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Canadian pro-lifers take part in a vigil for the victims of abortion the next before the National March for Life in Ottawa, marking the passage of the Omnibus Bill on May 14, 1969.Claire Chretien / LifeSiteNews

January 27, 2017 (LifeSiteNews) – As the January 28th anniversary of the Supreme Court of Canada’s 1988 Morgentaler decision approaches, pro-life leaders are cautioning Canadians against marking or mourning it unduly. More important to Canadian defenders of life should be Prime Minister Pierre Trudeau’s passage of the so-called Omnibus Bill in 1969.

“We’ve always believed the focus should be on what Pierre Trudeau did that day,” Campaign Life Coalition President Jim Hughes told LifeSiteNews. “Because of the Omnibus Bill, the doors to abortion were thrown wide open.”

Pro-abortion groups promote January 28th, the anniversary of the Morgentaler decision, as Canada’s version of Roe v. Wade, the U.S. Supreme Court’s 1973 ruling throwing out all state laws criminalizing abortion. “They do that so that they can make Henry Morgentaler their great hero,” said Hughes.

But “abortions went from 200 in 1968 to thousands in three or four years. That is why we’ve recognized the Omnibus Bill ever since,” said Hughes.

In fact, Campaign Life Coalition holds the March for Life in Ottawa each year on or around May 14, the anniversary of the House of Commons’ passing the Omnibus Bill.  The Ottawa event draws around 25,000, by far the largest pro-life event in Canada, while other marches across Canada add another 5,000.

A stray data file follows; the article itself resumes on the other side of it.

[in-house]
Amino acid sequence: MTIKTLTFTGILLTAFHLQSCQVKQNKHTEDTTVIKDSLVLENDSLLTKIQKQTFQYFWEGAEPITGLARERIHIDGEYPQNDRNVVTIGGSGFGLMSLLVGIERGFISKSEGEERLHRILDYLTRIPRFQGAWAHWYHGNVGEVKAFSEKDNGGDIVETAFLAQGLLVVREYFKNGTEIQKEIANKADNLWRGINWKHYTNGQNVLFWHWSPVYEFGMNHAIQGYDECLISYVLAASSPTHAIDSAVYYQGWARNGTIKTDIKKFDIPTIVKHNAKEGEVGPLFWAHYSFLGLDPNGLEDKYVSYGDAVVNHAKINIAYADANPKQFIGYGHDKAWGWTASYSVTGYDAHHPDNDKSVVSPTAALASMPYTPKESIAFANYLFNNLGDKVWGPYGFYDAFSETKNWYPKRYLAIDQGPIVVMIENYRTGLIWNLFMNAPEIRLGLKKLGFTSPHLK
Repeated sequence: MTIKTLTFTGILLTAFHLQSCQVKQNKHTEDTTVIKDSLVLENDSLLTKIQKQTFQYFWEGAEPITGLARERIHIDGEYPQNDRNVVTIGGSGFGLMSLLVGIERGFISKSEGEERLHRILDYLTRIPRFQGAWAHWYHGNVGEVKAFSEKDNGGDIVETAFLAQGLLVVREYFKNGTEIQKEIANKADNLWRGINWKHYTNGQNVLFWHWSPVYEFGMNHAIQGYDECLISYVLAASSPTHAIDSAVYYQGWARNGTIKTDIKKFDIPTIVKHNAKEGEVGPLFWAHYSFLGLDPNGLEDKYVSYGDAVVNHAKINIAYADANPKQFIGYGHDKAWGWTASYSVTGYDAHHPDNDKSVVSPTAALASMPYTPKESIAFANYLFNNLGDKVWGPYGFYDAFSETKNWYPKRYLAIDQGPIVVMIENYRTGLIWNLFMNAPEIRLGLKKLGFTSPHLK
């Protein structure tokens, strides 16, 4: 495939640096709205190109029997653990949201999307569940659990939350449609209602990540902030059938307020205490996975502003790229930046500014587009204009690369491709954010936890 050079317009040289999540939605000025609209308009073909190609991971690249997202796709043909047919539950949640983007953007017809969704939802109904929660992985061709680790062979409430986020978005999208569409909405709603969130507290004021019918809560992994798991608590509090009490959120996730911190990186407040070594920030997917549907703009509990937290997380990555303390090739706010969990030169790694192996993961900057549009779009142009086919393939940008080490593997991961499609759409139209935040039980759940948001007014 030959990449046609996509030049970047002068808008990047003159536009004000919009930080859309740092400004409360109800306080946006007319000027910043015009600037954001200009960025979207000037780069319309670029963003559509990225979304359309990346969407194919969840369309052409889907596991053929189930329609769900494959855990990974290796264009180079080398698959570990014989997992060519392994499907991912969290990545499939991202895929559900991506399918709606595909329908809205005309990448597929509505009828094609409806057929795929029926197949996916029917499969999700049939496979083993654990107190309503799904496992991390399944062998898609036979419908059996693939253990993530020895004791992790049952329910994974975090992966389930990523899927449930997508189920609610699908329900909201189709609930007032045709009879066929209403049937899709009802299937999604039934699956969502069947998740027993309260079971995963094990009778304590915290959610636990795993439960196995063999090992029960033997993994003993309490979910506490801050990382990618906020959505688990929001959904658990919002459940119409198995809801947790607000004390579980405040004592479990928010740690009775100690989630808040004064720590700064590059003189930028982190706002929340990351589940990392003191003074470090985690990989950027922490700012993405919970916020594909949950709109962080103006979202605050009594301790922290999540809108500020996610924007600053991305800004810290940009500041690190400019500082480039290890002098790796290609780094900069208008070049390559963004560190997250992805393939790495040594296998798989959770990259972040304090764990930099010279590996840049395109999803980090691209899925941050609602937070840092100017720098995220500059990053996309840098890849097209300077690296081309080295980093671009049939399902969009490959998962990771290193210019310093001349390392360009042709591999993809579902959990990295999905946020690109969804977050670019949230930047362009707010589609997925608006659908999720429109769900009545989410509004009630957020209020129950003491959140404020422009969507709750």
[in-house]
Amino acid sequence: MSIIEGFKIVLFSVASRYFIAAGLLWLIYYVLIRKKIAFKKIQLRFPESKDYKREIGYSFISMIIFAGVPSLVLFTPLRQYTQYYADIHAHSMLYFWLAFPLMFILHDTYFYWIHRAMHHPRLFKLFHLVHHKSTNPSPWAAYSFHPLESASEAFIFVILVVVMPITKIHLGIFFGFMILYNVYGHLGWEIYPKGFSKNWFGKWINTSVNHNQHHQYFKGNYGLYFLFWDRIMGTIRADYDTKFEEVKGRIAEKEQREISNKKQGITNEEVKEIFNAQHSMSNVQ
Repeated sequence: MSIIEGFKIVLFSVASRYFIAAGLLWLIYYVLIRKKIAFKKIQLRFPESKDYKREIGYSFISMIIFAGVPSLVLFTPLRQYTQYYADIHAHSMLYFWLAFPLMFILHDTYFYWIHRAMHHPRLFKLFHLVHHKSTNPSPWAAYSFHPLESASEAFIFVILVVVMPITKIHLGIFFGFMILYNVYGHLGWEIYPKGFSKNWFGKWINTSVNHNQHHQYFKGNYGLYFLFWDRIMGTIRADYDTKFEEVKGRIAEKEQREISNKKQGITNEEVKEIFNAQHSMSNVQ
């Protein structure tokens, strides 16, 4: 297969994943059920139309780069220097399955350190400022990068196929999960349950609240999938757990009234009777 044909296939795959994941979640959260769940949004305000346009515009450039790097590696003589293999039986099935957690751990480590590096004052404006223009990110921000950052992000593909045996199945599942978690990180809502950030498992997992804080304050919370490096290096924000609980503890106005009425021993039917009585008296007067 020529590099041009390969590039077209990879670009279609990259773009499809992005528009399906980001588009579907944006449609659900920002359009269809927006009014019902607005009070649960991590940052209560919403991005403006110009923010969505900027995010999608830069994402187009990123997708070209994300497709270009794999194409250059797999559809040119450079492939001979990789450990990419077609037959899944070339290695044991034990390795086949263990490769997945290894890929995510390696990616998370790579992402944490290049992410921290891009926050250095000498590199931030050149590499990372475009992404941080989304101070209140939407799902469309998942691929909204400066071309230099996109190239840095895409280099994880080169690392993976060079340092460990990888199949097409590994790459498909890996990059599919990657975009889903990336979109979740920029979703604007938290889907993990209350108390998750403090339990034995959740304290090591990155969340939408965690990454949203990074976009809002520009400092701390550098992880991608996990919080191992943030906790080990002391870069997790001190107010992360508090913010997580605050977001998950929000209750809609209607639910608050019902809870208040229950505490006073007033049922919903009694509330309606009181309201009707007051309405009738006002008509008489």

The bill amended the Criminal Code, which had classified abortion as a kind of homicide, exempting abortionists from prosecution when they did the abortions at a designated hospital if a panel of three doctors had agreed the pregnancy endangered the mother’s health or life.

But the tribunals operated as rubber stamps, said Hughes. In 1970, more than 11,000 abortions were approved. By 1988, when the Morgentaler ruling threw out Trudeau’s amendments, 72,000 abortions were being done yearly and 1.2 million had been done in total.

Hughes said Canadians should grieve equally for babies killed before and after 1988, but the important date to mark was 1969 when  abortion became legal.

Dr. Henry Morgentaler defied the law and set up free-standing, for-profit clinics in several provinces offering abortion on demand. When convicted in lower courts of multiple homicides, he appealed to the Supreme Court of Canada and, in 1988, he  won.

Abortion promoters at different times laud the Morgentaler decision for “legalizing abortion in Canada,” or because it “finally gave Canadian women true reproductive choice,” or for establishing a constitutional right to abortion.

The pro-abortion movement, according to Calgary lawyer John Carpay, “loves to claim, falsely, that the Morgentaler SCC decision established a constitutional right to abortion..The more that Canadians believe that, the worse off the pro-life movement will be, both legally and politically.”

The real basis for throwing out Trudeau’s law was that it was unequally administered across the country. According to Campaign Life Coalition’s Jack Fonseca, “It was argued the procedures to approve an abortion weren’t as available to rural women as they were to women in cities.”

John Sikkema, legal counsel for the Association for Reformed Political Action, added that some Maritime provincial governments did not designate any hospitals at all for abortions, and, elsewhere, pro-lifers campaigned vigorously to take over hospital boards and then prevented tribunals being set up in them.

But far from bestowing a constitutional right to abortion, said Jim Hughes, “The court recognized Parliament could make laws to protect the unborn child.” This, however, has never been done.

“One half-hearted attempt was made by the Mulroney government but in fact its main purpose was to protect doctors who commit abortions,” Hughes said.